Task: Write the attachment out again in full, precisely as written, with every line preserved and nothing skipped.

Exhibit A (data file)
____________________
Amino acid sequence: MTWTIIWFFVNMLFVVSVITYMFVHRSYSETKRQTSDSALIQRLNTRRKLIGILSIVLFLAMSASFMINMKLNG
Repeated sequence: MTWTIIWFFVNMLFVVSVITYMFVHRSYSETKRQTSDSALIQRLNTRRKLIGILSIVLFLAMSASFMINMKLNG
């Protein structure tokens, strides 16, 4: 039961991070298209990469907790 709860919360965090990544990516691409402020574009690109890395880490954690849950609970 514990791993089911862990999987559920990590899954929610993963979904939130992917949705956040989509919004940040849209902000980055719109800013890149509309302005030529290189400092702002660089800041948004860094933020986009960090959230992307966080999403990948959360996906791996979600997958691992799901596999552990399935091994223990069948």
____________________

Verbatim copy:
Amino acid sequence: MTWTIIWFFVNMLFVVSVITYMFVHRSYSETKRQTSDSALIQRLNTRRKLIGILSIVLFLAMSASFMINMKLNG
Repeated sequence: MTWTIIWFFVNMLFVVSVITYMFVHRSYSETKRQTSDSALIQRLNTRRKLIGILSIVLFLAMSASFMINMKLNG
């Protein structure tokens, strides 16, 4: 039961991070298209990469907790 709860919360965090990544990516691409402020574009690109890395880490954690849950609970 514990791993089911862990999987559920990590899954929610993963979904939130992917949705956040989509919004940040849209902000980055719109800013890149509309302005030529290189400092702002660089800041948004860094933020986009960090959230992307966080999403990948959360996906791996979600997958691992799901596999552990399935091994223990069948």